28. As far as the first issue is concerned, a bare reading of Section 20(1)(c) of the Maharashtra Universities Act, 1994 indicates that with effect from 20-5-2000 the said post of Finance and Accounts Officer has been made a tenure post. Wordings in the said amended provision of Section 20(1)(c) does not in any manner indicate that the same can be retrospective, inasmuchas, there are no express words to indicate that the same has been made retrospective. Now the question is to see whether by a necessary implication such a retrospective effect can be given. The wordings clearly indicate that the appointment of the Finance and Accounts Officer shall be for the term of five years if appointed by nomination and he shall be eligible for reappointment for only one more term of five years. The aforesaid provision does not in any way indicate that the Legislature by any necessary implication intended to give such a retrospective effect. Now in the light of both the judgments cited by the learned Counsel Mr. Anturkar, the Petitioner after getting appointed in the post and being confirmed by the Management Council he had a vested right to continue in the said post. The learned Counsel Mr. Anturkar for the Petitioner has rightly contended that such a right cannot be taken away by a surmise or by necessary implication. The judgments referred to by the learned Counsel for the Petitioner specially in the case of Chairman, Railway Board and Others Vs. C. R. Rangadhamaiah and Others, P. Tulsi Das and Others Vs. Government of A.P. and Others clearly indicate that where an employee has a vested right, the Legislature cannot take away the same by giving retrospective effect. In the light of the above, I hold in favour of the Petitioner that there is no retrospective effect in Section 20(1)(c) of the Maharashtra Universities Act, 1994 and the said provision would only be effective from 12-5-2000 and not retrospectively. In the sense it would govern the appointments made on or after 12-5-2000 and not prior thereto where the employees have already been confirmed and made permanent.

29. As far as second issue i.e. whether the Vice Chancellor could override the Management Council, while interpreting the various provisions of Maharashtra Universities Act, 1994 in the case of University of Pune Vs. Vidya Kisan Gargote - 2002 Vol.104 (1) Bom.L.R.805 I have already taken a view that the Vice Chancellor has no authority in law to unilaterally override the resolution of the Management Council without referring the same back to the Management Council for its reconsideration and even ultimately if the differences were to still persist, the only authority to resolve the same was the Chancellor. Therefore the second issue is also answered in favour of the Petitioner as the Vice-Chancellor cannot override the Management Council.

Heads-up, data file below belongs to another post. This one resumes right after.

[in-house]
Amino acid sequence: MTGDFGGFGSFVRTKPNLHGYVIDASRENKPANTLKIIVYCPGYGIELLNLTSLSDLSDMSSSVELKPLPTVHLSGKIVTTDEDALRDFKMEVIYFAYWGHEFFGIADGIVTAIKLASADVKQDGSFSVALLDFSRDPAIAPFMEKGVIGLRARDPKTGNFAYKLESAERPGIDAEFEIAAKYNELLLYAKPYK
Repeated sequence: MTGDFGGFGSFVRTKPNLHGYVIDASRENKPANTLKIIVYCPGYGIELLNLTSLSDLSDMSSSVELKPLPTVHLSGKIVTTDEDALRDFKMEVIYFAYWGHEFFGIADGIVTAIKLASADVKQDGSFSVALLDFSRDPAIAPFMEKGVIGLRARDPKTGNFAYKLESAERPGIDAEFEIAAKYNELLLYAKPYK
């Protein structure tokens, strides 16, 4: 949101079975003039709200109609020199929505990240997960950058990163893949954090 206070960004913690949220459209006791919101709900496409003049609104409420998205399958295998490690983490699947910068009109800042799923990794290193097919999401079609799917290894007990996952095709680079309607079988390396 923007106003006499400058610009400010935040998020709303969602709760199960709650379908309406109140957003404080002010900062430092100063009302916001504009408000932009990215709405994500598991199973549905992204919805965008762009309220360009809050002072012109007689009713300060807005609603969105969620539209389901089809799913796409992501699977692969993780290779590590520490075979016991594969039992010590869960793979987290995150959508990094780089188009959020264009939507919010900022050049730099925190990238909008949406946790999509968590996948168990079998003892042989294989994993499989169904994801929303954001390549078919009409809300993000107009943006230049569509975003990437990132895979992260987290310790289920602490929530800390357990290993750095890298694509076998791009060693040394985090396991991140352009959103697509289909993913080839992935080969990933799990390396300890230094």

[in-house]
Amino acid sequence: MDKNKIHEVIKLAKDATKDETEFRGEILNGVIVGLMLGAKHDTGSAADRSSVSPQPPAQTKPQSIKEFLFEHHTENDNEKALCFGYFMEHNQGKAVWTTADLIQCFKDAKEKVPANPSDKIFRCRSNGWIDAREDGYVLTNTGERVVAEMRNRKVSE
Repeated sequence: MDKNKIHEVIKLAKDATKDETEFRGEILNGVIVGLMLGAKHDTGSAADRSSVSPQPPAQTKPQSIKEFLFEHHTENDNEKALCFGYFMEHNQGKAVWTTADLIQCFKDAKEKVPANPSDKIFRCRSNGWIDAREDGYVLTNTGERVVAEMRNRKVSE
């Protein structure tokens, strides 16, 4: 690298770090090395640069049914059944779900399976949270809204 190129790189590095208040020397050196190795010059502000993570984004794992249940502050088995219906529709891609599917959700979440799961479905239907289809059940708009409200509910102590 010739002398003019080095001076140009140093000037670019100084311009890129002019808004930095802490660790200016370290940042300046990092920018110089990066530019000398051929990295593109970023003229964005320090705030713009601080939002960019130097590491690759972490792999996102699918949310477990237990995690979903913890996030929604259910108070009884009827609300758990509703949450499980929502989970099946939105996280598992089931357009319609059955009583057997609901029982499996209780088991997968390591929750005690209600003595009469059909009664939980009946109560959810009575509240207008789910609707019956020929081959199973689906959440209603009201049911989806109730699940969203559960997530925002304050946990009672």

30. Under the aforesaid facts and circumstances, the impugned order passed by the University and the College Tribunal cannot be sustained specially in view of the fact that the University and the College Tribunal has erroneously interpreted the provisions of Sec.20(1)(c) of Maharashtra Universities Act, 1994 when there cannot be any retrospective effect to such an amendment of Section 20(1)(c) of the Maharashtra Universities Act, 1994. The impugned order of the University and the College Tribunal is also unreasonable and perverse. Rule is therefore made absolute in terms of prayer clause (A). It is also made clear that the Petitioner will have continuity of service and all the consequential benefits.

31. In view of the fact that the Petitioner has been put to untold misery and sufferings, the Respondent University shall pay compensatory costs of Rs.10,000/- to the Petitioner.

32. After delivery of the above judgment, the learned Counsel for the Respondent prays for stay of this judgment and order for a period of six weeks from today. The learned Counsel for the Petitioner very strongly opposes the same. However, having regard to the facts and circumstances of the case, the request of the learned Counsel for Respondent cannot be denied. This judgment and order shall stand stayed for a period of six weeks from today.

33. Parties to act on an ordinary copy of this order duly authenticated by the Personal Secretary or the Section Officer/Associate.

Petition allowed.